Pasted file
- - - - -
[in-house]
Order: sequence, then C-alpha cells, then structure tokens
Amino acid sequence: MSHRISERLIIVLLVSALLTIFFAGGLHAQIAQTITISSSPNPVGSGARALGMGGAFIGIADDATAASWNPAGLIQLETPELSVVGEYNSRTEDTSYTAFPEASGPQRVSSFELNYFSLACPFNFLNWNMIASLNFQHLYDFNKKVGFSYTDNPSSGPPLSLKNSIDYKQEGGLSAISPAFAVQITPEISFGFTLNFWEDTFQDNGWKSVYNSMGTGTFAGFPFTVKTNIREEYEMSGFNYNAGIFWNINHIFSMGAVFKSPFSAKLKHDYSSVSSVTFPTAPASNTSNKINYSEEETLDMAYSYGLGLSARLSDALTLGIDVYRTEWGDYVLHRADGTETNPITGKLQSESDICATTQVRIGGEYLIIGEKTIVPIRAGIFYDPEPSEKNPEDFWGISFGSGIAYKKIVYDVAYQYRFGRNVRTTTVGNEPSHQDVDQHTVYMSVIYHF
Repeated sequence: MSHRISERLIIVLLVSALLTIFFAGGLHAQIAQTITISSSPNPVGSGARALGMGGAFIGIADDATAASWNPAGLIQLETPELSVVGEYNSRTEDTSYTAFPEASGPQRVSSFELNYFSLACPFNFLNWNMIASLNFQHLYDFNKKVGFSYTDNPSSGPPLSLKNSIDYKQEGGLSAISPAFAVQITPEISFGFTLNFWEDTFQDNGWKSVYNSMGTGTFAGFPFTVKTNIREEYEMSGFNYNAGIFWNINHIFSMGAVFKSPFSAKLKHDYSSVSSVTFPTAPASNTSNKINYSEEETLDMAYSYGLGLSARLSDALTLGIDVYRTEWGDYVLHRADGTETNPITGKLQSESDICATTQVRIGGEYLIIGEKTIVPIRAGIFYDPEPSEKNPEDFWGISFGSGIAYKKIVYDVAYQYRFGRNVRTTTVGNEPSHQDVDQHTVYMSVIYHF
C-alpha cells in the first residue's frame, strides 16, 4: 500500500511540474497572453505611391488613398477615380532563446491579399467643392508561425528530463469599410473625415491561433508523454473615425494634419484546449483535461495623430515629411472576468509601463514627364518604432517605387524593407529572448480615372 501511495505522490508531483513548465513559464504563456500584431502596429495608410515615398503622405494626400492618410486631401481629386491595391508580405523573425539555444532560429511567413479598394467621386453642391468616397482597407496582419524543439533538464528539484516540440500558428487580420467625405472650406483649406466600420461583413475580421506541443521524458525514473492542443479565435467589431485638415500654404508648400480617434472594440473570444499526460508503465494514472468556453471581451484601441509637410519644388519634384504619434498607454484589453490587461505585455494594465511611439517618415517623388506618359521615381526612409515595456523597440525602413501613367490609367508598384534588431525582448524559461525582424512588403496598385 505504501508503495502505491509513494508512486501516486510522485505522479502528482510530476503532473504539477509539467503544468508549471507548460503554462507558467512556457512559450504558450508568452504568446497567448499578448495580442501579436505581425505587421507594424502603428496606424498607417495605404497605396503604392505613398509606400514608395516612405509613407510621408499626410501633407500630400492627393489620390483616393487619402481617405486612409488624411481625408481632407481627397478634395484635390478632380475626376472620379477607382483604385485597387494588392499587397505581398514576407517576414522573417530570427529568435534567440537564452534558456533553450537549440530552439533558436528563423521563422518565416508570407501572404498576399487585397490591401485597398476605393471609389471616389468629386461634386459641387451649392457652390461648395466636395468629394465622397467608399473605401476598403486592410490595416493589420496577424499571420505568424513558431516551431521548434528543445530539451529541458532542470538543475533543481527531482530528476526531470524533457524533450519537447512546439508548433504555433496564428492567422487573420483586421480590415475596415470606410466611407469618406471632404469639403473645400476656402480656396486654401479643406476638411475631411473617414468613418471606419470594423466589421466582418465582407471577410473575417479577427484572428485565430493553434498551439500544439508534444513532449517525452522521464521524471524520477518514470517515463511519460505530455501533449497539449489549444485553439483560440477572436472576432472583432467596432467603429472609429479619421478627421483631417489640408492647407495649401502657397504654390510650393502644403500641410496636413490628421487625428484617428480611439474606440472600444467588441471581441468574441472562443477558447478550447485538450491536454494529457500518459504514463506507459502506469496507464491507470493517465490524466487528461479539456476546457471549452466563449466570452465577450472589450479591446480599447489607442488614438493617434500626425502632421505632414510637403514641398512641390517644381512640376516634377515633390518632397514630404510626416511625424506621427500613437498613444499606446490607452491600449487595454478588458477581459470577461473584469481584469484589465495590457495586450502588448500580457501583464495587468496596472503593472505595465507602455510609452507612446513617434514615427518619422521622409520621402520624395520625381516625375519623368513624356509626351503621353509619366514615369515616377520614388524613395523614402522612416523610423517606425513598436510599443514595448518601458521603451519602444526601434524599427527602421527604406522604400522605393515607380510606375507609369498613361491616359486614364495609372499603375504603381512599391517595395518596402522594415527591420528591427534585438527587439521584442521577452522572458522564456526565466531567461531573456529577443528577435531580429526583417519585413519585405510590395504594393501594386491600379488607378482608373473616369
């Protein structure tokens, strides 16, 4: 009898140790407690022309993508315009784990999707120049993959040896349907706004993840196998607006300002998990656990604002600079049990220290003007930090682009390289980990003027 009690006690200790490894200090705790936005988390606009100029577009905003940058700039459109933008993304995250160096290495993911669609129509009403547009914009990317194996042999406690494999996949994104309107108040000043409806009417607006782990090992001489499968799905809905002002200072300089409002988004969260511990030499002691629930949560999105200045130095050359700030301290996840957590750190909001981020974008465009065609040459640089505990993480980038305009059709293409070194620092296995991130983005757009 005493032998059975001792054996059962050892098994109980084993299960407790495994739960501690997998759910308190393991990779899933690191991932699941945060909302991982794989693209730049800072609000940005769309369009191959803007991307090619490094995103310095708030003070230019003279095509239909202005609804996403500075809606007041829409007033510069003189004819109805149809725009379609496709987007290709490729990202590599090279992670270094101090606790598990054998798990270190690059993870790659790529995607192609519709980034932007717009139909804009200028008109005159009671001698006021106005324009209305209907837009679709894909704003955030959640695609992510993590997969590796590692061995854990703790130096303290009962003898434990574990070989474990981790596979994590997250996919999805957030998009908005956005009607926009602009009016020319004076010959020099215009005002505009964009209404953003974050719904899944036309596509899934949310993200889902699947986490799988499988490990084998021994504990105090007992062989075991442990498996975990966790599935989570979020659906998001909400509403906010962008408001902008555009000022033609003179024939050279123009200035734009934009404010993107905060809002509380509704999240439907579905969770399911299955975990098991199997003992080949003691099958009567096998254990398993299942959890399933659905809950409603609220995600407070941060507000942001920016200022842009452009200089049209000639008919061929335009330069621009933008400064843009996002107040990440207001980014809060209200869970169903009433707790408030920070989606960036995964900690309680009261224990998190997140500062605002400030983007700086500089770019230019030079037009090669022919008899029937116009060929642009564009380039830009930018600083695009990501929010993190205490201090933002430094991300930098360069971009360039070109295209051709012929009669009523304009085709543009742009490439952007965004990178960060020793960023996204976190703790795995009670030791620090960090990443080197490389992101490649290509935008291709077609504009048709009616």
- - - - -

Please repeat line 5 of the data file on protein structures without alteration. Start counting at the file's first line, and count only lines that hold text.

C-alpha cells in the first residue's frame, strides 16, 4: 500500500511540474497572453505611391488613398477615380532563446491579399467643392508561425528530463469599410473625415491561433508523454473615425494634419484546449483535461495623430515629411472576468509601463514627364518604432517605387524593407529572448480615372 501511495505522490508531483513548465513559464504563456500584431502596429495608410515615398503622405494626400492618410486631401481629386491595391508580405523573425539555444532560429511567413479598394467621386453642391468616397482597407496582419524543439533538464528539484516540440500558428487580420467625405472650406483649406466600420461583413475580421506541443521524458525514473492542443479565435467589431485638415500654404508648400480617434472594440473570444499526460508503465494514472468556453471581451484601441509637410519644388519634384504619434498607454484589453490587461505585455494594465511611439517618415517623388506618359521615381526612409515595456523597440525602413501613367490609367508598384534588431525582448524559461525582424512588403496598385 505504501508503495502505491509513494508512486501516486510522485505522479502528482510530476503532473504539477509539467503544468508549471507548460503554462507558467512556457512559450504558450508568452504568446497567448499578448495580442501579436505581425505587421507594424502603428496606424498607417495605404497605396503604392505613398509606400514608395516612405509613407510621408499626410501633407500630400492627393489620390483616393487619402481617405486612409488624411481625408481632407481627397478634395484635390478632380475626376472620379477607382483604385485597387494588392499587397505581398514576407517576414522573417530570427529568435534567440537564452534558456533553450537549440530552439533558436528563423521563422518565416508570407501572404498576399487585397490591401485597398476605393471609389471616389468629386461634386459641387451649392457652390461648395466636395468629394465622397467608399473605401476598403486592410490595416493589420496577424499571420505568424513558431516551431521548434528543445530539451529541458532542470538543475533543481527531482530528476526531470524533457524533450519537447512546439508548433504555433496564428492567422487573420483586421480590415475596415470606410466611407469618406471632404469639403473645400476656402480656396486654401479643406476638411475631411473617414468613418471606419470594423466589421466582418465582407471577410473575417479577427484572428485565430493553434498551439500544439508534444513532449517525452522521464521524471524520477518514470517515463511519460505530455501533449497539449489549444485553439483560440477572436472576432472583432467596432467603429472609429479619421478627421483631417489640408492647407495649401502657397504654390510650393502644403500641410496636413490628421487625428484617428480611439474606440472600444467588441471581441468574441472562443477558447478550447485538450491536454494529457500518459504514463506507459502506469496507464491507470493517465490524466487528461479539456476546457471549452466563449466570452465577450472589450479591446480599447489607442488614438493617434500626425502632421505632414510637403514641398512641390517644381512640376516634377515633390518632397514630404510626416511625424506621427500613437498613444499606446490607452491600449487595454478588458477581459470577461473584469481584469484589465495590457495586450502588448500580457501583464495587468496596472503593472505595465507602455510609452507612446513617434514615427518619422521622409520621402520624395520625381516625375519623368513624356509626351503621353509619366514615369515616377520614388524613395523614402522612416523610423517606425513598436510599443514595448518601458521603451519602444526601434524599427527602421527604406522604400522605393515607380510606375507609369498613361491616359486614364495609372499603375504603381512599391517595395518596402522594415527591420528591427534585438527587439521584442521577452522572458522564456526565466531567461531573456529577443528577435531580429526583417519585413519585405510590395504594393501594386491600379488607378482608373473616369